In diffusing the harm done by Zille’s comments, she belittles the outcry of the majority of decent South Africans – black and white – who found she had crossed the line. She calls it a hissi-fit. The question Hafajee must answer is whether Zille would dare write about Hitler’s Nazism and it’s positive contributions to the world. We already know that Hafajee is not so stupid as to defend Zille were she to praise Hitler – Jews would annihilate her. Incidentally, she condemned former Wits SRC leader Mcebo Dlamini when he said he admired Hitler. Another example of her hypocrisy.
In her desperate attempt to defend Zille, she looks to the Constitution and pulls out the limitation of freedom of speech to explain why Madam Premier’s tweets are not so bad. They were not hateful she contends, since they didn’t incite war. Another example of hypocrisy from our distinguished journalist. Did Roberts and Myeni call for the killing of anyone in their columns? Is that why our editor-at-large called for them to be fired way back in 2011?
Haffajee’s views on freedom of speech are inconsistent, are dependant on the perpetrator and to whom they are directed. Myeni and Roberts’ views were well protected under the Constitution until they were directed at her. Zille can say what she likes for as long as she doesn’t hurt Ferial Haffajee.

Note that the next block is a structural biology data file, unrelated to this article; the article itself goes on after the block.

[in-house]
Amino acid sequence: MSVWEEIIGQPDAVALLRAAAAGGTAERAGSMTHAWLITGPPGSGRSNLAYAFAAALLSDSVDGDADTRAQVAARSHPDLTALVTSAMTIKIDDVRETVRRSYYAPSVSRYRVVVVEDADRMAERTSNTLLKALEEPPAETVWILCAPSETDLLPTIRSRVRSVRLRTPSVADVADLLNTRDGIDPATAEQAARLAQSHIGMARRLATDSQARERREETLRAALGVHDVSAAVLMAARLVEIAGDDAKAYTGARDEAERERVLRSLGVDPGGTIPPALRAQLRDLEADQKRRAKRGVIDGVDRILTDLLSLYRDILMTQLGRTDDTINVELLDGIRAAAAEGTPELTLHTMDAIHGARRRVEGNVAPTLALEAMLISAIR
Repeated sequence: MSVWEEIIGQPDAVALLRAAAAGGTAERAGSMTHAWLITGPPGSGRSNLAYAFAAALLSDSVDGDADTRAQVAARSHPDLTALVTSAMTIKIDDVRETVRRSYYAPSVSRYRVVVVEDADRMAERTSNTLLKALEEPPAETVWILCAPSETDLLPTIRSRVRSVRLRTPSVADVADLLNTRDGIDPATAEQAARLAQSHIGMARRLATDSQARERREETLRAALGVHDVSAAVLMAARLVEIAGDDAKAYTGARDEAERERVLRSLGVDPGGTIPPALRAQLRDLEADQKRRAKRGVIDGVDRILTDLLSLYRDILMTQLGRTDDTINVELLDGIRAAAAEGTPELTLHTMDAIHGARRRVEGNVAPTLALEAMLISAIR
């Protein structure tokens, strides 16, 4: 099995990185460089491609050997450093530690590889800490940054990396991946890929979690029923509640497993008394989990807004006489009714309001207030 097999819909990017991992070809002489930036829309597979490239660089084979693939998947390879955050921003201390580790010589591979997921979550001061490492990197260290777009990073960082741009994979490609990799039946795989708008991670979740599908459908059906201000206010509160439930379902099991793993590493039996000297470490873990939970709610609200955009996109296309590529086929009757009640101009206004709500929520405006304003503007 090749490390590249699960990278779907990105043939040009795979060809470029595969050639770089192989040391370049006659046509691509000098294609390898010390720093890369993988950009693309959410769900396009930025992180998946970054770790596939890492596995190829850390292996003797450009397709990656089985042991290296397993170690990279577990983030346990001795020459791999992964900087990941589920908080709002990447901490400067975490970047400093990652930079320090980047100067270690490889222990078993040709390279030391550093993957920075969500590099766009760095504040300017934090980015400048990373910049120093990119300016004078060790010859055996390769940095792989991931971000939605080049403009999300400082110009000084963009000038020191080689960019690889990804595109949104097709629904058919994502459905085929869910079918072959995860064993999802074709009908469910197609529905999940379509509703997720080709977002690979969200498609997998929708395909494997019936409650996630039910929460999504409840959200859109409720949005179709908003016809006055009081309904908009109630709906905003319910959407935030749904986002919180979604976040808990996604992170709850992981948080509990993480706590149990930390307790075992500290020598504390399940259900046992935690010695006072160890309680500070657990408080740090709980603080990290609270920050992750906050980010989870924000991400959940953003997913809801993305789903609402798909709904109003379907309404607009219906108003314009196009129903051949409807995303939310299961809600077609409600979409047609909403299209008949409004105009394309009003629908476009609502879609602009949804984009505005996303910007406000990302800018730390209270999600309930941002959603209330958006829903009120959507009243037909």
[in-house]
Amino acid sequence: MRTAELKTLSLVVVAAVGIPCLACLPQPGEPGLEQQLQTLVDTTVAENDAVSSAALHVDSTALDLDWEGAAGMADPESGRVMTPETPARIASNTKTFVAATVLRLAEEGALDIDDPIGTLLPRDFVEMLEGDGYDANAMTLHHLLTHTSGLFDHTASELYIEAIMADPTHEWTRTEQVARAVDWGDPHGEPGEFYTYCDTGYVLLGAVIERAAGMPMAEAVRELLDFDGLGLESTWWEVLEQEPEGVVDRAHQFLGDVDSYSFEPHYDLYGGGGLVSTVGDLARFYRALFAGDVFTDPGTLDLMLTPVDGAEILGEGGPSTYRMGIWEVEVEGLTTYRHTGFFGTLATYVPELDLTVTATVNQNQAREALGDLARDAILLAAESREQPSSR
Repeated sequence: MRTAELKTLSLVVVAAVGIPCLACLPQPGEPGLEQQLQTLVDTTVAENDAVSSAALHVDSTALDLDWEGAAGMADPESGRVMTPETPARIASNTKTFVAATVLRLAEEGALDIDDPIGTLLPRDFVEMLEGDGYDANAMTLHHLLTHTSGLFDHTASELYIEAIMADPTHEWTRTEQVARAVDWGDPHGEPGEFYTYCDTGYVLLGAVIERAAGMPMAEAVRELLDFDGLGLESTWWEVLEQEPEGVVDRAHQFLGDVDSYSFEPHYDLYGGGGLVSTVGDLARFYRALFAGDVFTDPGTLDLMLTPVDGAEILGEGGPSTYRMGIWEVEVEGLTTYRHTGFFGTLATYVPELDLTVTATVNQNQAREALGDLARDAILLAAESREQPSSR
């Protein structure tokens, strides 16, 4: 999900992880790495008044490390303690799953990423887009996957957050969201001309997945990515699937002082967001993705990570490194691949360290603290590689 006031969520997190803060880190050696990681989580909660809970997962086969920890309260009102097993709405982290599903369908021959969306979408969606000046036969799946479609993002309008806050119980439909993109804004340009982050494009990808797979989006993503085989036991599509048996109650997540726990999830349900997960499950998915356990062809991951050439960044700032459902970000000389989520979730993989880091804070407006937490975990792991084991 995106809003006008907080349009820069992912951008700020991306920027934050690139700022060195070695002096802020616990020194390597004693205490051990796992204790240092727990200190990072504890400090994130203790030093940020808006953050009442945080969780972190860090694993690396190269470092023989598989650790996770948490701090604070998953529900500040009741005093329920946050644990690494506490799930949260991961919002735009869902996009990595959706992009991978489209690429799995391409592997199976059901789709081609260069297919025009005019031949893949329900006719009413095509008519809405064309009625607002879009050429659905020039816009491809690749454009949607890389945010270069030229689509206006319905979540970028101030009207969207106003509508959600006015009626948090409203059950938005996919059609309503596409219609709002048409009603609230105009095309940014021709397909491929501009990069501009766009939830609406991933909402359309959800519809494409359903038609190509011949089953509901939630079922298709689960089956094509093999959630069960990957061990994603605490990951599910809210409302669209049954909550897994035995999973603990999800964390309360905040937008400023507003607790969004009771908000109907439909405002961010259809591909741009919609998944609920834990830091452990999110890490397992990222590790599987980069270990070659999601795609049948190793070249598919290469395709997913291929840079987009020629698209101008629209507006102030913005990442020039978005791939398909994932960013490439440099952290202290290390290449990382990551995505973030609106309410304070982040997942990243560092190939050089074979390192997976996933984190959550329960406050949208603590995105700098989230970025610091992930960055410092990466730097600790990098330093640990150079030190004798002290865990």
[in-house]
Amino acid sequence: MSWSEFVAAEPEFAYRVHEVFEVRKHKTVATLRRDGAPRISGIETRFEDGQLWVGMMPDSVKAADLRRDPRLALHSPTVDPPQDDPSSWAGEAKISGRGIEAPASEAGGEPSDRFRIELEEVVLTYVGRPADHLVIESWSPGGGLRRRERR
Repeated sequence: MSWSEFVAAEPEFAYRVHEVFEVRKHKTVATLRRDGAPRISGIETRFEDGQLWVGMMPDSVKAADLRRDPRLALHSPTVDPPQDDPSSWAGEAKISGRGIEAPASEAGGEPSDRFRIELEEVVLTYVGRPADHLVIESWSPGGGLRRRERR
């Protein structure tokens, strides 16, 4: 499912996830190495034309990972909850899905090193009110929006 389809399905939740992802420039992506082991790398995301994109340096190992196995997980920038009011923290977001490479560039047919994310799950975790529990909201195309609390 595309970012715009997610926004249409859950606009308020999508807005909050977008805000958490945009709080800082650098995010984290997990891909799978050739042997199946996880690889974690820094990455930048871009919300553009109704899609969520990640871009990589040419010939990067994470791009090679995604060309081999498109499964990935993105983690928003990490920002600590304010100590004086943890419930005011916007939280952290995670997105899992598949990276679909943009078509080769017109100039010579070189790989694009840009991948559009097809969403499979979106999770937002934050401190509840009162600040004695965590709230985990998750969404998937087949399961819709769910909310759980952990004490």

Exodus of Senior Black Journalists at City Press and her Twitter – This is what I wrote in 2013
The exodus of senior black journalists at the City Press since the arrival of editor-in-chief, Ferial Haffajee, in 2009, and their replacement by a steady stream of white journalists culminated in the spat that spilled into the public domain last week, in what has now been dubbed “Ferial’s line in the sand” or “Ferial’s skop, take it or lump it,” letter.
Lizeka Mda, Makhudu Sefara, Japhet Ncube, Gail Smith, Lumka Oliphant, Fikile Ntsikelelo Moya, Lucas Ledwaba, all seasoned journalists, are just some of the journalists whose departures raised eyebrows and were seen as a break from a newspaper that prided itself as “Distinctly African”, in its slogan, editorial policy and newsroom make up.
“It was the only newspaper where we wrote for us and felt proud to be able to bring an African perspective and an understanding of who we are as a people,” explained Oliphant, a former journalist at the paper who worked under the erstwhile editor, Mathatha Tsedu and Haffajee, albeit for a short time, explained.
Rumours of the reasons behind their departure abound and range from those who followed Tsedu to the Independent Newspapers and those who were pushed out in what is believed to be Haffajee’s or News24’s bid to change the face of City Press.
“This glaring change in editorial policy,” Oliphant contends “ is at the heart of the battle for a much loved newspaper which Africans, who, until Tsedu’s stint at City Press, felt alienated from many other titles”.
Tsedu, whose Pan Africanist approach has often put him at loggerheads with peers, instructed his subordinates to reflect stories from an African perspective: “There are many black intellectuals out there. Go out and find them instead of using the same old white voices, explain our cultural practices,” Oliphant explained further what the perspective meant.
It is this perspective, which the South African Human Rights Commission’s report of 2000 into Racism in the Media, identified, among others, as lacking in South Africa’s newsrooms. It is the African perspective which industry stakeholders, supposedly committed to espousing as part of their commitment to transforming newsrooms.